As each team started, Toni headed to the interior. We could see her occasionally and the fire that followed her path. (She was joined by different staff members at different times.) Bobby was in charge of watching the wind and humidity with his special equipment. He was in constant communication with all of the other leaders. A quick change in wind or sudden drop in humidity could cause unexpected movement of the fire, so this was a crucial task.
Surprisingly, the filled fire torches were heavy to carry in one hand (about 8 pounds). Once lit, the fire starter would “drag” the torch behind them, dripping the liquid flame in the leaf litter. This could be dangerous if you did not keep moving ahead of the flames now burning right behind your feet, or if you became distracted and turned, creating a circle around your feet of flame! Another danger could be created when you “tossed” the flames into the woods at various locations. As we volunteers waited for our turns to carry the torch, Bobby reminded us to also check across the safety zone for embers – a sign that the fire had jumped the barrier and could go rogue. This was difficult to do because the fire within the burn zone was mesmerizing! Luckily, we had Jay Whiteside (TPWD) driving one of the water trucks along the perimeter as he constantly watched for any potential problem.
Pamela lucked out and was able to experience dripping her fire torch while simultaneously riding in a utv! (Disclaimer – This was done under the supervision of one of the fire specialists.)
When the entire perimeter was torched, we regathered at the parking area for a review of the day. In the end, we learned that we had one more very important thing to do – check the entire perimeter for fire/glowing embers within 40 feet of the firebreak. Everyone decided to stay for this last job, so it was fairly quick work. When an ember or burning log was found, it was tossed farther into the interior. When Mike was told that there was one snag at the farthest corner of the burn unit that had to be taken down, he rushed back to the barn and got his bobcat. If left on its own, the snag could release embers that might travel across the firebreak and ignite a whole new part of the forest – creating a serious fire hazard! At the snag, we watched as Edwin and Mike took turns with the chain saw and the bobcat until the snag fell. Mike then moved the broken snag farther into the burn unit. After hosing down the snag’s embers, the day was now officially over (although Mike and I would need to re-visit the site over the next few days to confirm that all was still well).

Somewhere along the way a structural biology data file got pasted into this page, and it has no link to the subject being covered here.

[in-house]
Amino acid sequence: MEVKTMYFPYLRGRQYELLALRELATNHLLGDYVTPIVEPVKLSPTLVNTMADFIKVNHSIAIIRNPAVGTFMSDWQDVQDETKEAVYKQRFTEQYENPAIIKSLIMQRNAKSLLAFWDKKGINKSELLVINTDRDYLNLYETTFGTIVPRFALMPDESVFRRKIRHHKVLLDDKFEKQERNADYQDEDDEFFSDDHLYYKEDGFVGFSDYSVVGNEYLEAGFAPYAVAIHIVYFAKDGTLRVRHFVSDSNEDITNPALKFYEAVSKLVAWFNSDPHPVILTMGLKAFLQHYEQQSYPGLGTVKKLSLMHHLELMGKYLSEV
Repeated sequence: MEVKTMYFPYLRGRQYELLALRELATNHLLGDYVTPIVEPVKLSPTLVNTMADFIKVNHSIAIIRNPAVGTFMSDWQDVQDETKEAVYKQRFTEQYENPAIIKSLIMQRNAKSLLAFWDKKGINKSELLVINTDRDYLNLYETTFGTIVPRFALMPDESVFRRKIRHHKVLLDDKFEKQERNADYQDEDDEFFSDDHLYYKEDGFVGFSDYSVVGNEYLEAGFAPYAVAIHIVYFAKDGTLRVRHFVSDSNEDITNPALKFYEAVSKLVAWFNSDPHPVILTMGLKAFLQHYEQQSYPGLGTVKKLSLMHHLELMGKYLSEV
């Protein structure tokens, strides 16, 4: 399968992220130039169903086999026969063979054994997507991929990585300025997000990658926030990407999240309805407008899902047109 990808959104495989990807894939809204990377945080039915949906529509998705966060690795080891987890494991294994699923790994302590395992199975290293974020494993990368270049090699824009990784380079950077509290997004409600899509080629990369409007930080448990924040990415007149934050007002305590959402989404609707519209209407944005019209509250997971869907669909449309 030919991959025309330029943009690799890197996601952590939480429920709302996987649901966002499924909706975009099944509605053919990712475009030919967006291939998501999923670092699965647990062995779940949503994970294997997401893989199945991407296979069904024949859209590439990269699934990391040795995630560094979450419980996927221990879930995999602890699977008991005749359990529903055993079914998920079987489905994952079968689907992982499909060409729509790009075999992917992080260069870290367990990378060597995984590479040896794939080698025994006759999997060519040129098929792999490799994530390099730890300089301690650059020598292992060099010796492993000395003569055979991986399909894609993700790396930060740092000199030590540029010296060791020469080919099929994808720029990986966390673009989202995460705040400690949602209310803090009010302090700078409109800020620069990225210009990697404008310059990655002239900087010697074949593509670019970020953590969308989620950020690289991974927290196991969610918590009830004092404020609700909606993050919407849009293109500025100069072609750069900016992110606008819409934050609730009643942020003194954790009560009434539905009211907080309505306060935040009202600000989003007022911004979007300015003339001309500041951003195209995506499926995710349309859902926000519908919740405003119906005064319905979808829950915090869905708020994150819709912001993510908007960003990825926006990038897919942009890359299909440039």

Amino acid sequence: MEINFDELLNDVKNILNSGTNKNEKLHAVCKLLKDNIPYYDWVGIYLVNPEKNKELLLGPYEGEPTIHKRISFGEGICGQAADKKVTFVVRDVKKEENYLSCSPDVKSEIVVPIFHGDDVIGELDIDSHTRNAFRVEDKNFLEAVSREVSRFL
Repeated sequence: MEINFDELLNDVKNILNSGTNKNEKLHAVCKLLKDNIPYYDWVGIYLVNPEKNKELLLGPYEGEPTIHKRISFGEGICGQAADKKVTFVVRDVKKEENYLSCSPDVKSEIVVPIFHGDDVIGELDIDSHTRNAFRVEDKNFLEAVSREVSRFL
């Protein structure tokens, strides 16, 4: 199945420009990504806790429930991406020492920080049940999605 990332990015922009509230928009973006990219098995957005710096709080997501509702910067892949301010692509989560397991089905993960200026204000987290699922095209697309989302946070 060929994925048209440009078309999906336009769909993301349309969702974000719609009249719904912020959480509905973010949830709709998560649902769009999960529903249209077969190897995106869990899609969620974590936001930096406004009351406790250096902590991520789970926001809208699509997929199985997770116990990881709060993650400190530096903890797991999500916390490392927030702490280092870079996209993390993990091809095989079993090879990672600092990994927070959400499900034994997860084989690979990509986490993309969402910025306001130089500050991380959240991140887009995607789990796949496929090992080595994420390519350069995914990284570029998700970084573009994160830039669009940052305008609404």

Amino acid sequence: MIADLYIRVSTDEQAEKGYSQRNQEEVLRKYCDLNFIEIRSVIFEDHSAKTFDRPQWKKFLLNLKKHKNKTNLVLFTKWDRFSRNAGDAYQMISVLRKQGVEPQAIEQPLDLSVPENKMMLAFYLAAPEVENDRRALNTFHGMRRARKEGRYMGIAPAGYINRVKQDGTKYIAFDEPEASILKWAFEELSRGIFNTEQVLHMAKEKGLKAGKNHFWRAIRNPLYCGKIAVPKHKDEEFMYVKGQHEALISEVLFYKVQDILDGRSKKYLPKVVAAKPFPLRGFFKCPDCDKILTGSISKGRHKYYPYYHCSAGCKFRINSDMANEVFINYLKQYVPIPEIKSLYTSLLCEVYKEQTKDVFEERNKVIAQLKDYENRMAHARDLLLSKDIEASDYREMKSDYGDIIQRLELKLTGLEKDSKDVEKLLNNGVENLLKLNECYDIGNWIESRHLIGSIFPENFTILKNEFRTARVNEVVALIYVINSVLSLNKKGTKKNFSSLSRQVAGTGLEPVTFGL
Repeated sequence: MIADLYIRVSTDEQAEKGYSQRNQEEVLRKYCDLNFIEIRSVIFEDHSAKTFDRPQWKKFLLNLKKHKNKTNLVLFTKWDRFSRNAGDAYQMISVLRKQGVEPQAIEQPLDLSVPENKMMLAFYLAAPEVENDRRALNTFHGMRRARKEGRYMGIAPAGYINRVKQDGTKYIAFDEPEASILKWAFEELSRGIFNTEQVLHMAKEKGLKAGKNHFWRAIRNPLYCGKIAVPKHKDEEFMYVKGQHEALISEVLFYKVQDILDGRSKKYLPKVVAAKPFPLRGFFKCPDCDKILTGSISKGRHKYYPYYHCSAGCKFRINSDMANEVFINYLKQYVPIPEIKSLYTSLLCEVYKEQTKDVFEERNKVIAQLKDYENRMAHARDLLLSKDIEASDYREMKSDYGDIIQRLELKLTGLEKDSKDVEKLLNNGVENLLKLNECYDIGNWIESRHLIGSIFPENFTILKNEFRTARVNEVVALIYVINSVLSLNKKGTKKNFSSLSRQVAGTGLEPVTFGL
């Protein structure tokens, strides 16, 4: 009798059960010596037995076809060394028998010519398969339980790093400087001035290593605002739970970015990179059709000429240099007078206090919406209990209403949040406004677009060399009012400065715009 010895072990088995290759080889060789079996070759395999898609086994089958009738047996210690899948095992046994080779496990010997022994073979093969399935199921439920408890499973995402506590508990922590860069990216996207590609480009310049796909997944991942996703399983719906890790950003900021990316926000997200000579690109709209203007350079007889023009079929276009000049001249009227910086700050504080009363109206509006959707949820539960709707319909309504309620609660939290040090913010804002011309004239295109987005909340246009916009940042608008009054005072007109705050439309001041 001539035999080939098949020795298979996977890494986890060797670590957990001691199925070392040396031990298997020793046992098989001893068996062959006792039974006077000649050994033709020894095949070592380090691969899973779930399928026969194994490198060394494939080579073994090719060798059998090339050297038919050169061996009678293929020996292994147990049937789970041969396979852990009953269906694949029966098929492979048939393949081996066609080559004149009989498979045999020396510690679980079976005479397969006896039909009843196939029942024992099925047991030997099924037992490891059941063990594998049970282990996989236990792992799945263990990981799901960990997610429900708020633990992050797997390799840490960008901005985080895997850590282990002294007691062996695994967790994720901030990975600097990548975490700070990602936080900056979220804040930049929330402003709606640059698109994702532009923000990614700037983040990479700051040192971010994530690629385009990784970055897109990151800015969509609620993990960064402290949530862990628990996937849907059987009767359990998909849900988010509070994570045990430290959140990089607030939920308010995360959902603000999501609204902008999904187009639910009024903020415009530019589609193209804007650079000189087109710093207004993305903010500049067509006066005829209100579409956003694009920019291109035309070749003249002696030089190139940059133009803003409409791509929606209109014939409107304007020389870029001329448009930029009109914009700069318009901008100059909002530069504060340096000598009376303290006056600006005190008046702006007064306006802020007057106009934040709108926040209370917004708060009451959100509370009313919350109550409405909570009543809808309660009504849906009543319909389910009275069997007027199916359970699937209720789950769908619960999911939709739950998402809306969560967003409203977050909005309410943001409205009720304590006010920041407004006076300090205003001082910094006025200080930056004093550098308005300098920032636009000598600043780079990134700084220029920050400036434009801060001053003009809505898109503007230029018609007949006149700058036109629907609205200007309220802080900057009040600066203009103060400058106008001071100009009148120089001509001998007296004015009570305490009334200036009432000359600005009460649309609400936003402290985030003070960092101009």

We learned a lot about controlled burns that we had not previously learned from several workshops, seminars, and research. We also learned that this first burn was only the beginning. The forest would need to be burned several more times over the next years, as only some of the brushy understory was actually destroyed. Much of the yaupon and junipers will either regrow or will need another fire to finally kill it. Because the temperature, wind, and humidity must be fairly precise, it will always be difficult to plan the exact time and day for this activity. But, at least now, we feel more confident that we are able to perform it.
Below the credits are more of the many pictures taken during the day. Thanks to everyone who supervised and helped!
El Camino Real Texas Master Naturalist Volunteers: Joyce and Mike Conner, Donna Lewis, Liz Lewis, Lisa Milewski, Pamela Neeley, and John Pruett.
Neighbor Volunteer: Fred Russell
NPSOT Volunteer: John Glos
TPWD Staff: Toni Aguilar, Bobby Allcorn, Edwin Bowman, Mason Conley, Tim Siegmund, and Jay Whiteside